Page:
January 2006 Archives

eNarrative 6

| No Comments | No TrackBacks
eNarrative 6: Creative Hypertext Nonfiction doesn't begin for another hour and a half, but people are already blogging about it. This will be my entry for the event, which I'll update as I digest what everyone said.

Beyond the cut: anticipatory thoughts, and that's about it.

Remix culture

| No Comments | No TrackBacks
Weblogg-ed News posted about a recent Lawrence Lessig essay about the "Read-Write Web" in the Financial Times. The article caught my eye because it disusses Anime Music Videos, and I like AMVs. But I stayed, and read the article to friends, because the article is really good. It uses AMVs as a case study for looking at trends in copyright on the web. As technology increasingly enables people to not only consume media but to remix, retell, and share it, the potential is vast --as is the loss we face if we successfully prevent such creativity.

Lessig also makes a few points I haven't seen others making so directly, including the fact that we do this anyway. We retell stories to each other, we recreate movies to our friends as we complain or rave about them, and we fuse media constantly in our daily life in an effort to refine (or communicate) the effect that consumed art has upon us. Have you ever put on somemusic at a party with your friends because it created the mood you wanted? Have you put stickers on a notebook because they made you laugh, smile, or made some comment about what you were sticking them on? These are retellings, and the only real difference between them and an AMV is that technology has allowed the AMV to be more polished and more widely available.

Lessig ends the article with a great question to Wind Up Records, which recently forced an AMV community to remove all videos with Wind Up Records music: Now that you've succeeded in stopping thousands of kids from spending hundreds of thousands of hours to make fantastically creative content that promotes your work for free, do you really expect to sell more records next year?

I can cite personal example after example where his point applies to me. I found the Faithless song Mass Destruction in an AMV and almost immediately went to the iTunes Music Store to get it. I've bought several albums because friends put them on mixes and I wanted the rest of the album.

This is in my hypertext blog because I think the problem is a hypertextual one... how do you give credit (in any sense) for transclusion? What sorts of currency navigate the links formed by transclusion, and how do we formalize that exchange? For years it has been a clear sign that someone Doesn't Get It about the web if they demand that you get permission to link to their site... and yet that's what cracking down on AMVs is. Heck, in a larger sense, by linking to those posts I am adding them to my own narrative in a (very diluted) form of transclusion, just as I was remixing Lessig's article as I read bits of it to my friends. I don't think these acts --discussing, linking, remixing-- differ in form but rather in scope... and I don't think the difference in scope changes the message.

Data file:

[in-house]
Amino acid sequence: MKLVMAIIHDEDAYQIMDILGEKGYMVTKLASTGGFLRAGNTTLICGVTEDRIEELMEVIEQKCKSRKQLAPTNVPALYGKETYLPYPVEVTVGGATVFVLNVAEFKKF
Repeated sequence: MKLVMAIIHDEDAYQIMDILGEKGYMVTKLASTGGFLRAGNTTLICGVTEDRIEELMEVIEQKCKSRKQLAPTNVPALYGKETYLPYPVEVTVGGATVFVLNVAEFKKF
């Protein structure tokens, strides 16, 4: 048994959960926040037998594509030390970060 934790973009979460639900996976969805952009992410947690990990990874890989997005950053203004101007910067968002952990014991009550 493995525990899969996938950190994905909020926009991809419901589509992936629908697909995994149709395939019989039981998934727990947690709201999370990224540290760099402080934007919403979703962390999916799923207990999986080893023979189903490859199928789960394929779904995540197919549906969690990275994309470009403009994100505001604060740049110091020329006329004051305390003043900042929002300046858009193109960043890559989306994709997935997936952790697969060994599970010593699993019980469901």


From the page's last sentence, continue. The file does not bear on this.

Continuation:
Physical Pleasures

| No Comments | No TrackBacks
A few weeks ago my cute travel mouse broke enough that I stopped using it. Then the left (primary) button on my 2-year-old Wacom tablet mouse went on the fritz. Left mouseless as a FileMaker developer and Tinderbox addict on the Macintosh, I moved quickly to find a replacement, and decided to give the Wacom pen another go. I'd tried it for a day or two back when I got the tablet and couldn't get the hang of it. I use two monitors most of the time and the tablet couldn't map the proportions, the pen-side buttons were ungainly, etc.

But they've really improved the drivers, and this time I was forced to use it long enough to get used to it. And I won't go back soon because I'm really enjoying the physical sensation of using a pen for my text-work. It's thrilling to drag windows around with the pen like I'm drawing, and it feels so right to make a highlighter motion over text, then drag a link-arrow (in Tinderbox) from the text to another note to make a link. I made the main button on the pen into ctrl-click and it feels like I am really grabbing links and icons and pulling the contextual menu out of them.

All this time I've preferred to do initial hypertext sketching on paper because of the freedom to whip links to and fro with abandon, to turn notes on their sides or squeeze some more text in. There are still advantages to doing that, but I'm surprised at how much of my preference seems to have been the thoughtlessly intuitive motion and the physical pleasure of drawing with a pen on paper. Using the tablet in Tinderbox and FileMaker has brought some of that pleasure back into the digital side of that work.

About this Archive

This page is an archive of entries from January 2006 listed from newest to oldest.

December 2005 is the previous archive.

February 2006 is the next archive.

Find recent content on the main index or look in the archives to find all content.

February 2009

Sun Mon Tue Wed Thu Fri Sat
1 2 3 4 5 6 7
8 9 10 11 12 13 14
15 16 17 18 19 20 21
22 23 24 25 26 27 28

Pages